Polycystic Ovary Syndrome



A 2-page spread describing the symptoms and biological underpinnings of polycystic ovary syndrome to a lay audience.


Dr. Shelley Wall (AOCAD, MScBMC, PhD, CMI, FAMI) & Dr. John Wong (Content Advisor)


Digital (Adobe Illustrator, Adobe Photoshop)

Date of Completion

2018 Dec

Process Work

1. Writing a Preliminary Sequential Report First, the pathology was researched and a step-by-step written description of the pathogenesis was written. This included identifying discrete, visualizable steps/stages, main "actors", the scene, time frame, and scale of these events.

2. Studying How to Visualize Typical and Pathological Tissue Once a concept was chosen, it was further refined iteratively. During this process a list of the visual elements the final illustration would include was created. For each element, the data needed to accurately depict that element and a potential source for that data was listed. 3. Creating Thumbnail Sketches Using the report and studies, a rough first pass at the narrative and layout was made and communicated through a few thumbnail sketches, focusing on experimenting different ways to communicate the same story. Supervisor and peer feedback were solicited on these thumbnails. This helped inform a few major design decisions going into the next stage. ​ 4. Creating a Comprehensive Sketch A more detailed sketch of the final layout was developed iteratively, and feedback was solicited from other student biomedical communicators and faculty supervisor. The comprehensive sketch was then revised, and submitted to be reviewed and approved by both the project's faculty supervisor and content advisor prior to proceeding. 5. Creating Colour Thumbnails Colour thumbnails were also created to visually test the colour palette of the piece. Feedback was solicited from the project's faculty supervisor and peers . ​ 6. Ensuing Inclusivity; Gathering Feedback from the Public One specific weakness in available health education material on PCOS I identified is that they typically use exclusive language and symbols. This makes the information not as accessible for all individuals with a uterus who may experience PCOS. ​ As such, I reached out to the greater public community for feedback and input. I workshopped some visual solutions based on this feedback with other student biomedical communicators as well as my faculty advisor, and shared my results for more feedback with the public via social media (instagram). 7. Digitally Rendering and Compiling Once comprehensive sketch was approved by the faculty supervisor and content advisor, the finished assets were digitally rendered and then compiled into the final layout in Adobe Illustrator.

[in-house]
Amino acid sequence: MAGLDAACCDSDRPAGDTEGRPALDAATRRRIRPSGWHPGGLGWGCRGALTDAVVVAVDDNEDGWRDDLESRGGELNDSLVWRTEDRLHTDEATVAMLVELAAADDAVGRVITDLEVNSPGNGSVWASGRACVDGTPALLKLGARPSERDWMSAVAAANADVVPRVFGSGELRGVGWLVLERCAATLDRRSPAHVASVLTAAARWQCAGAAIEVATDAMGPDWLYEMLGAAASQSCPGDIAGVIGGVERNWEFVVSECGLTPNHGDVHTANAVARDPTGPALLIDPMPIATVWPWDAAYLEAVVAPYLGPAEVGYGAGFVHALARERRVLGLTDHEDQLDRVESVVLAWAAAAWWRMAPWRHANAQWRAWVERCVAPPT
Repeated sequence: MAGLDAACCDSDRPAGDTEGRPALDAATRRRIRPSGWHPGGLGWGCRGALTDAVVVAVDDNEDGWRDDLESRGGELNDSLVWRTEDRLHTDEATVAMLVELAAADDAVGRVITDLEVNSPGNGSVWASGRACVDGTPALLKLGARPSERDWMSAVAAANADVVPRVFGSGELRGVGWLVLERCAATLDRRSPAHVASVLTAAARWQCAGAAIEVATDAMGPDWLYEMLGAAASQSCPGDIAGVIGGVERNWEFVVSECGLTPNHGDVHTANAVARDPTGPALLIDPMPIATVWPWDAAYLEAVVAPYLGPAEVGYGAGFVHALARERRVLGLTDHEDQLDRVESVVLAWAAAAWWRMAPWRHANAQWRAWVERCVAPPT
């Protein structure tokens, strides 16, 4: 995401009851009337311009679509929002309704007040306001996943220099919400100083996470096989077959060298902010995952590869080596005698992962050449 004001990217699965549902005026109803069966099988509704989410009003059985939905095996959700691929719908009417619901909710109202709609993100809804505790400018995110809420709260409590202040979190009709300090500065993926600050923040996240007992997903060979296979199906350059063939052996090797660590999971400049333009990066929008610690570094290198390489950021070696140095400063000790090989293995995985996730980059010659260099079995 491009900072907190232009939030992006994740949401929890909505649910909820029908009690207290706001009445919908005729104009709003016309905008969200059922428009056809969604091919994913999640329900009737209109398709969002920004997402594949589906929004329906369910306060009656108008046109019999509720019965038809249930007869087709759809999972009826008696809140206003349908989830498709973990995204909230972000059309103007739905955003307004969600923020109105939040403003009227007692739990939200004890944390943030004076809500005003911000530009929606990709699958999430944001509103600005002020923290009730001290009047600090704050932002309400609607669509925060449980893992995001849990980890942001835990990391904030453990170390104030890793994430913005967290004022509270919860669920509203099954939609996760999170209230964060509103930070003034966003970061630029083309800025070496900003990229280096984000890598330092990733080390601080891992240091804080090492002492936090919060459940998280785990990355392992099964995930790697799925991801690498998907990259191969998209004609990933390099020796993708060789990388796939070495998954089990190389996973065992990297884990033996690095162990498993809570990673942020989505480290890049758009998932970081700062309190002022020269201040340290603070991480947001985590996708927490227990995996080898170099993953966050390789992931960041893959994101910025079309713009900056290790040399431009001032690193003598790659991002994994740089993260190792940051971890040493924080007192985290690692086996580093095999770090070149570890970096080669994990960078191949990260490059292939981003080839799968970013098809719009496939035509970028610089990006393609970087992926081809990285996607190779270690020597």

8. Feedback and Revisions Feedback was solicited from the Dr. Shelley Wall, other biomedical communicators, and students, and revisions were made to achieve the final piece (above).